If you are a poet or writer and haven’t yet joined the CRWROPPS list-serve, you could be missing out on great creative writing opportunities!
I’ve been impressed and fascinated with this long running, no-cost resource for poets and writers, so I asked founder Allison Joseph six questions to learn more. See my interview with Joseph and information on how to join the list-serve below.
1. You mentioned to me that you started the Creative Writers Opportunities List about twenty years ago! That’s a long time to keep a project like this going. Can you share how and why you started it?
Before CRWROPPS, I had a similar list called CONPO, which must have been more focused on poetry contests, given that name. I started it to help writers, plain and simple. Back when list serves were the primary way for writers to communicate, it seemed a fairly easy way to get information to writers quickly and easily. Now we have Facebook, Instagram, Twitter, Submittable, a whole bunch of different ways. But people still like the list-serve, and there are folks who don’t do social media who still want to be on list-serves.
2. What’s been the most rewarding aspect of running the list-serve?
Hearing from folks who have gotten published because they saw an item posted on the list. Sometimes you just need a little nudge, and seeing those postings every day, a lot of folks have told me that it makes them submit more.
3. What did you learn early on that helped you refine your process in managing the list?
I don’t have much of a process, really. I did learn that I couldn’t post mere announcements of readings & events for writers–that there are so many workshops/conferences/events that they’d come to dominate the list. So I restrict announcements of those kinds of events to the ones that have contests or fellowships attached.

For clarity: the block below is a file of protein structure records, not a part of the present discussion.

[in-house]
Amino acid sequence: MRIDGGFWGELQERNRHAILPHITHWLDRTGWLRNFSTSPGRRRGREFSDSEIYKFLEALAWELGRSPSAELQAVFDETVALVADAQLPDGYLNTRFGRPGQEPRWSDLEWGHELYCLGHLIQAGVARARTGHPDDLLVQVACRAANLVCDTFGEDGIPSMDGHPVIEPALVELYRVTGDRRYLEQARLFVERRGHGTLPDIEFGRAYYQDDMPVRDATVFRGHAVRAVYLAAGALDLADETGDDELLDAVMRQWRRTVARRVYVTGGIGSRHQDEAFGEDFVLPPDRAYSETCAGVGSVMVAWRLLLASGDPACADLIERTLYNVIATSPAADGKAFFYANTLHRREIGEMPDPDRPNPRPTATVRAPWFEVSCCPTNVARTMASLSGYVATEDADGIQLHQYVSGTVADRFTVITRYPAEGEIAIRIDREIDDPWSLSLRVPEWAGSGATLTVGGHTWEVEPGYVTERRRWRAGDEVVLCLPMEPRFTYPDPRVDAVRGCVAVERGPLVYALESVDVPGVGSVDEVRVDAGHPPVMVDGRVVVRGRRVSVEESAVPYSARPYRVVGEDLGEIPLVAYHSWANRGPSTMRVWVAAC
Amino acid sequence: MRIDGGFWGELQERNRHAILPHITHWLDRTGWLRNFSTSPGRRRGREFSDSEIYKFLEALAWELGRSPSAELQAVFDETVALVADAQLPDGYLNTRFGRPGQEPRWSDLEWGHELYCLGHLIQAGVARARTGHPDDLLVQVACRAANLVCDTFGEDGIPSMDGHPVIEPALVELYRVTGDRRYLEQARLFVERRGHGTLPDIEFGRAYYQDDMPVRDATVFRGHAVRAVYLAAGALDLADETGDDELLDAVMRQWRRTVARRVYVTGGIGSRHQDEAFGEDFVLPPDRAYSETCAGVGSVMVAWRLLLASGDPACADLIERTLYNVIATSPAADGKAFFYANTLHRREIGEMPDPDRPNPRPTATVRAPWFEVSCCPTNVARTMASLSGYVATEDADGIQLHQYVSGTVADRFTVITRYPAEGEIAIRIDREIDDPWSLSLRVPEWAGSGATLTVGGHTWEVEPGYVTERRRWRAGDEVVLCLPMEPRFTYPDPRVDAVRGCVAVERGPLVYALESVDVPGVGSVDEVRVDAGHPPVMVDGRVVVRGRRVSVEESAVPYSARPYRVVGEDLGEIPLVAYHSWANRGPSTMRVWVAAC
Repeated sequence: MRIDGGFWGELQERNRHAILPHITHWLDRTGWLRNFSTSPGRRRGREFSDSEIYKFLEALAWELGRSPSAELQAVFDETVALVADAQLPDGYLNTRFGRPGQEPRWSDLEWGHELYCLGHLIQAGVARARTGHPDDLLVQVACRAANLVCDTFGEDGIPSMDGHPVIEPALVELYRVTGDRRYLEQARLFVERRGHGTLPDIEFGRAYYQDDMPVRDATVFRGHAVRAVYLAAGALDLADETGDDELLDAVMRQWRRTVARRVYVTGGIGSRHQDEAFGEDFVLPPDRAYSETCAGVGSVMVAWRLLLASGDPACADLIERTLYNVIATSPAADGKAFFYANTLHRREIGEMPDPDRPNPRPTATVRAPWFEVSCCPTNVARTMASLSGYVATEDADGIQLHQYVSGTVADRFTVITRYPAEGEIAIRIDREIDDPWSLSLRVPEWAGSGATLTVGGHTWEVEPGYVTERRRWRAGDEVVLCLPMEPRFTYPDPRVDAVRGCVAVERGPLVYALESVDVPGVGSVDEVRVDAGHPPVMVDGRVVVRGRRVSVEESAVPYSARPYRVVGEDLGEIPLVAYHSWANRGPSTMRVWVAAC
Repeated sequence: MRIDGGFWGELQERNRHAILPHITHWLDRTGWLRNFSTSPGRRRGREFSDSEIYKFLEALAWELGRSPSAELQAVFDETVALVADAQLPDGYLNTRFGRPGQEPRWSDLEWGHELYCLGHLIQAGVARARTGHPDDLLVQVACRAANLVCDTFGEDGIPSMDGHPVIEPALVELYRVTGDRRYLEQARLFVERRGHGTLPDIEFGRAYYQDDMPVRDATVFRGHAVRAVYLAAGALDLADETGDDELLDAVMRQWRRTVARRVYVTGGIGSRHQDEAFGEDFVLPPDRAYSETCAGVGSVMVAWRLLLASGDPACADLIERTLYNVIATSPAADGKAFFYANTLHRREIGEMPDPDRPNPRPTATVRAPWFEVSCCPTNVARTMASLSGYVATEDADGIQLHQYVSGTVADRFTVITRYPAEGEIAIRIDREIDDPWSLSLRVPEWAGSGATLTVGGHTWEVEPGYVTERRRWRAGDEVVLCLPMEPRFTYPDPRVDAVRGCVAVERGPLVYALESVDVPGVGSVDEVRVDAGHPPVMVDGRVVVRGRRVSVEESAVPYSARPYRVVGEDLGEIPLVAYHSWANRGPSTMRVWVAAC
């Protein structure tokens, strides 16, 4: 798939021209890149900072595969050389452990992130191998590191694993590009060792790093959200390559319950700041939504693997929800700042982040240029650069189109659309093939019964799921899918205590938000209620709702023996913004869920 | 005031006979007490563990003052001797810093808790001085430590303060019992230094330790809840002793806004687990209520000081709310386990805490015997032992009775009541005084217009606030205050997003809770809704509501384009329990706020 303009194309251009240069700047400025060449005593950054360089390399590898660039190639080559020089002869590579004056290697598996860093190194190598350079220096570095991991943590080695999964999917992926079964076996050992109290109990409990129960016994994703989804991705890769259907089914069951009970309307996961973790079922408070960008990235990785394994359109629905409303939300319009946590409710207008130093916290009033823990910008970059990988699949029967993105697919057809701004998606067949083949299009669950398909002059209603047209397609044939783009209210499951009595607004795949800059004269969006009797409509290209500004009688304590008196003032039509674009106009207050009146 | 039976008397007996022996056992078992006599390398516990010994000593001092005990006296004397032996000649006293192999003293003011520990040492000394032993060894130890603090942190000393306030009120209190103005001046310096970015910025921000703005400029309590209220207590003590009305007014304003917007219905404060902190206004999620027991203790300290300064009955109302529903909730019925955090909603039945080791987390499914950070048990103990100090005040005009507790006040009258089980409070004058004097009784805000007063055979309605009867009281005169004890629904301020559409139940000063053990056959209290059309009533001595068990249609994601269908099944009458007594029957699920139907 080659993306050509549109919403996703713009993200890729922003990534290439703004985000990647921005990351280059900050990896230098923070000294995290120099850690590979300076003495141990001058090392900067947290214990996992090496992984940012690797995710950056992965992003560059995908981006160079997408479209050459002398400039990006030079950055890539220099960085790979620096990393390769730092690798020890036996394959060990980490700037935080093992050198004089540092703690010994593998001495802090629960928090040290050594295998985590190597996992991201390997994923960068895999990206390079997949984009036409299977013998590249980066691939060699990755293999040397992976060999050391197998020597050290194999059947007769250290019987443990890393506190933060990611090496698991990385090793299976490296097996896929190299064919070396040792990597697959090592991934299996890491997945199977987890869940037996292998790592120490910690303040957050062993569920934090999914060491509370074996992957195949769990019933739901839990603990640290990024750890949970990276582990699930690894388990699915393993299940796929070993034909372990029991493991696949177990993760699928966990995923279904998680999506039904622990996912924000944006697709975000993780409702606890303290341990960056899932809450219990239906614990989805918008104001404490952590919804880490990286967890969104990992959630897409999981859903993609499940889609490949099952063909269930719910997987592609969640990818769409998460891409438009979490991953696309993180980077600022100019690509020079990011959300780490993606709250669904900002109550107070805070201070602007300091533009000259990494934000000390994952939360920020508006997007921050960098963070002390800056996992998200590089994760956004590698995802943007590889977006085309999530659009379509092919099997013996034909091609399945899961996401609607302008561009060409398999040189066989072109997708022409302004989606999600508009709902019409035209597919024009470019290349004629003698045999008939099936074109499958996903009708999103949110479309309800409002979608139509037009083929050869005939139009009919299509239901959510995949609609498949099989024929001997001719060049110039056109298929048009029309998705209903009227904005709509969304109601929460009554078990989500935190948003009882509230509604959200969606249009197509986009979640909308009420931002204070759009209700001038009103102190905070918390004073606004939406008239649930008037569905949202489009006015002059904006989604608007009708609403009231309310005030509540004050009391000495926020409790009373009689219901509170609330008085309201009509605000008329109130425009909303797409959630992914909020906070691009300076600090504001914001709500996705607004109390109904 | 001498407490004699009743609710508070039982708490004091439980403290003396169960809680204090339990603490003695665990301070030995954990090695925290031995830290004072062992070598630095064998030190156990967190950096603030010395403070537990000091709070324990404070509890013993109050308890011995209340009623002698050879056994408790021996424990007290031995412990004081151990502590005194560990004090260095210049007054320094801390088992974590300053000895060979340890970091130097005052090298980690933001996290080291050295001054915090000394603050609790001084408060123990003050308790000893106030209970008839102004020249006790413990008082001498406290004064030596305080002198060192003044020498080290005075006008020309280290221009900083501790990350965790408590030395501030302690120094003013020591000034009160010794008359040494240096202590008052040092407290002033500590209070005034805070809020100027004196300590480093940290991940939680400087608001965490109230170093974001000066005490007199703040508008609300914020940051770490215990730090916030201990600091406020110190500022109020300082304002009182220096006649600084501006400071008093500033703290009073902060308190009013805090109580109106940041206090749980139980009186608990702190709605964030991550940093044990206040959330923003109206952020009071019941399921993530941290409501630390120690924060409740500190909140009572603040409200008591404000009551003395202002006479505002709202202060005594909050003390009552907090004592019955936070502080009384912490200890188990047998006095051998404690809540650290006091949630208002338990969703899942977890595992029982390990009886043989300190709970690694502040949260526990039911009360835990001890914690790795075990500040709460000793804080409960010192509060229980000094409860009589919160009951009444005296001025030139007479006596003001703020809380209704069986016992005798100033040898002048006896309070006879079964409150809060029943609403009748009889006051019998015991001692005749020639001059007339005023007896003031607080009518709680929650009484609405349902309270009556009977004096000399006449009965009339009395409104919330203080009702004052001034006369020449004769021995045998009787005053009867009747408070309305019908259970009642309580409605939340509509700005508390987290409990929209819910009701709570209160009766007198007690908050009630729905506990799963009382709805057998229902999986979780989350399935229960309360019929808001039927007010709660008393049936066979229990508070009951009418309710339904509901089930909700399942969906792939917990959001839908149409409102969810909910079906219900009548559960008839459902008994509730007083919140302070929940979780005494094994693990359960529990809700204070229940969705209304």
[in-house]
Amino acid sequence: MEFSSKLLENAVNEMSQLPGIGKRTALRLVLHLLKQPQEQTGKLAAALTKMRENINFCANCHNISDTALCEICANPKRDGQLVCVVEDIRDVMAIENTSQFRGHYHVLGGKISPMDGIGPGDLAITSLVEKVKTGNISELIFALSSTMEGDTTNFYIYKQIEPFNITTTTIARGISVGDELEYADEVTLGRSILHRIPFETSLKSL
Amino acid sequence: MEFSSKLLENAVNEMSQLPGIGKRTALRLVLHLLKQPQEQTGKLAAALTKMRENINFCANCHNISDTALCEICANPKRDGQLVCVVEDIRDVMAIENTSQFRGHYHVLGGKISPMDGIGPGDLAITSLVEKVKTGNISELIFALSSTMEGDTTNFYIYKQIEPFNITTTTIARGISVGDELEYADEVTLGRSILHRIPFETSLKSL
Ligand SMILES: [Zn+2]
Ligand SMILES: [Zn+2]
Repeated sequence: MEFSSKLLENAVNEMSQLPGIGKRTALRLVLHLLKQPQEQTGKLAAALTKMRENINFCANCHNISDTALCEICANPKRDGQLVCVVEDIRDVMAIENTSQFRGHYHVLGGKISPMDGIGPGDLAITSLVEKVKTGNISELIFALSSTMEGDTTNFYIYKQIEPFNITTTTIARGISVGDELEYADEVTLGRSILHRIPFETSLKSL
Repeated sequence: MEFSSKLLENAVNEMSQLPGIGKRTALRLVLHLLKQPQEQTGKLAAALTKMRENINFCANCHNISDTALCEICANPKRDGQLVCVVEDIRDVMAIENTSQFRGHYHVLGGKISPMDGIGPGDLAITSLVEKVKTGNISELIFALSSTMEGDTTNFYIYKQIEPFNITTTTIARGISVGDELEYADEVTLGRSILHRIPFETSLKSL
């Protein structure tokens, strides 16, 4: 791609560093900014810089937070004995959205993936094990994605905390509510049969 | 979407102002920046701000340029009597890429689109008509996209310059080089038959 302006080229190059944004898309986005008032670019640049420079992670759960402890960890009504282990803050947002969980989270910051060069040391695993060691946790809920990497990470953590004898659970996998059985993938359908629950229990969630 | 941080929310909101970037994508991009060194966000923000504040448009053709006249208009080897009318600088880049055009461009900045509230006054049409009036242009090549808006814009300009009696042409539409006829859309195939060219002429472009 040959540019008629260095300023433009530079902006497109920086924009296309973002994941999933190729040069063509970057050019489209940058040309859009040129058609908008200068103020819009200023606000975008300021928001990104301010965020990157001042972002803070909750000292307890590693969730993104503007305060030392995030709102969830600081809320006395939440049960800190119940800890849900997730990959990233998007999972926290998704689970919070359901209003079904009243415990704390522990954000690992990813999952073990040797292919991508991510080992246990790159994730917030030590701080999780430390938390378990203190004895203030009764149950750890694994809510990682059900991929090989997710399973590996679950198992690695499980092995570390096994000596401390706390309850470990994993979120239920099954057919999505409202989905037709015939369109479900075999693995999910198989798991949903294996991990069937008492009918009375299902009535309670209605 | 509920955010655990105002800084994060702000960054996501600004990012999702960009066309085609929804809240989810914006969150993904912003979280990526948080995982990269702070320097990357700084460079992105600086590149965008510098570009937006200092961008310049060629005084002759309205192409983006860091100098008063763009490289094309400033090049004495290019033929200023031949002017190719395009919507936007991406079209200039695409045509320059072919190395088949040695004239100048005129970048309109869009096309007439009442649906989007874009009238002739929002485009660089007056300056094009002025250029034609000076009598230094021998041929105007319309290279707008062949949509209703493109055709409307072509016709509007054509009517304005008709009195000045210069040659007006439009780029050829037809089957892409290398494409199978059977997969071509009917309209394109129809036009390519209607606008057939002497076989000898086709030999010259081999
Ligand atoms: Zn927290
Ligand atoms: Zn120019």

4. Do you have a couple of tips for poets/writers just starting to submit their work?
Separate the creative self from the bookkeeping/send-out-work self. The creative self can be insecure and questioning, but the send-out self has to be all business, emotionally dispassionate. Follow directions–so many folks seem to not be able to follow directions! If I post an item that confuses you, you can ask me, but more likely, the literary opportunity has the answer on their website if you just look deep enough.
5. Do you have a couple of tips for lit mag/journal editors re: submission calls and guidelines?
Send all guidelines to me at email@example.com (yes, that’s an AOL address–that’s how long I’ve been doing this list). Make the text plain–no bold, no colors–send it in the body of the email (not a PDF). Include any email address or URLs spelled out–
eg, firstname.lastname@example.org or http://litmag.com
Don’t just send me a link to the guidelines on your magazine’s website–send me the actual text of what you want posted.
To join the list, send me an email at email@example.com and I’ll send you list joining instructions.
6. What are some of your favorite literary magazines/journals?
Crab Orchard Review, a magazine I have been editor and poetry editor of for years, River Styx (I live near to Saint Louis, and River Styx is the literary life force in that city, Light Quarterly–a magazine of light verse that I serve as a Contributing Editor for, Mid-American Review, Ploughshares, and many others!
Allison Joseph lives in Carbondale, Illinois, where she is Professor of English and Director of the MFA Program in Creative Writing at Southern Illinois University. She serves as poetry editor of Crab Orchard Review. Her books and chapbooks include What Keeps Us Here (Ampersand Press), Soul Train (Carnegie Mellon University Press), In Every Seam (University of Pittsburgh Press), Worldly Pleasures (Word Tech Communications), Imitation of Life (Carnegie Mellon UP), Voice: Poems (Mayapple Press), My Father’s Kites (Steel Toe Books), Trace Particles (Backbone Press), Little Epiphanies (NightBallet Press), Mercurial (Mayapple Press), Mortal Rewards (White Violet Press), Multitudes (Word Poetry), The Purpose of Hands (Glass Lyre Press), Double Identity (Singing Bone Press) Corporal Muse (Sibling Rivalry) and What Once You Loved (Barefoot Muse Press). Her most recent full-length collection, Confessions of a Barefaced Woman was published by Red Hen Press in June 2018 and is the Gold/First Place winner of the 2019 Feathered Quill Award in Poetry and is a nominated work for the 2019 NAACP Image Award in Poetry. She is the literary partner and wife of poet and editor Jon Tribble.